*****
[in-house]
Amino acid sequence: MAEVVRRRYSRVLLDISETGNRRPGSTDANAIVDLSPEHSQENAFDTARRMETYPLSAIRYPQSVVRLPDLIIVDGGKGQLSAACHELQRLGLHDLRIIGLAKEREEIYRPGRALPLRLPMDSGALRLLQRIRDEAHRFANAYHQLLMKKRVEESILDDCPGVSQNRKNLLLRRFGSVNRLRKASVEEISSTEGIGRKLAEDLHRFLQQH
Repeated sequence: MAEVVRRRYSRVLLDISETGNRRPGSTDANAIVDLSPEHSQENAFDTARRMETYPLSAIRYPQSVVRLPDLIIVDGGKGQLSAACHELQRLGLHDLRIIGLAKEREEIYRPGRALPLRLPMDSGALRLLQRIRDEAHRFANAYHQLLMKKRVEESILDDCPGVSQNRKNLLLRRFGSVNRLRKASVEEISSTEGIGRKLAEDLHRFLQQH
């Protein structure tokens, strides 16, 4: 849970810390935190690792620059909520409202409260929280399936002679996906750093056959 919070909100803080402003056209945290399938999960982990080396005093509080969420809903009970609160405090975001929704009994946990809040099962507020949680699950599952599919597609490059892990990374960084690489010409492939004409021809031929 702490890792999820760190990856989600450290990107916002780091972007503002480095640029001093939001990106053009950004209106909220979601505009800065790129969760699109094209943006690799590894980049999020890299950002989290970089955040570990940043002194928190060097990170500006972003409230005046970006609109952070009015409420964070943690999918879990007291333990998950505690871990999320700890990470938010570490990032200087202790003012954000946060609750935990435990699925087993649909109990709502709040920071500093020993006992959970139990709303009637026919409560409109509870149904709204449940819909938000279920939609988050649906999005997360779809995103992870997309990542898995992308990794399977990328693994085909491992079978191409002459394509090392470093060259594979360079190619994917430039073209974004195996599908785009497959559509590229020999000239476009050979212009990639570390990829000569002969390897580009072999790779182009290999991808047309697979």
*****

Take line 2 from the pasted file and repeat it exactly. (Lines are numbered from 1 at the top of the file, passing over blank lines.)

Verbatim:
Amino acid sequence: MAEVVRRRYSRVLLDISETGNRRPGSTDANAIVDLSPEHSQENAFDTARRMETYPLSAIRYPQSVVRLPDLIIVDGGKGQLSAACHELQRLGLHDLRIIGLAKEREEIYRPGRALPLRLPMDSGALRLLQRIRDEAHRFANAYHQLLMKKRVEESILDDCPGVSQNRKNLLLRRFGSVNRLRKASVEEISSTEGIGRKLAEDLHRFLQQH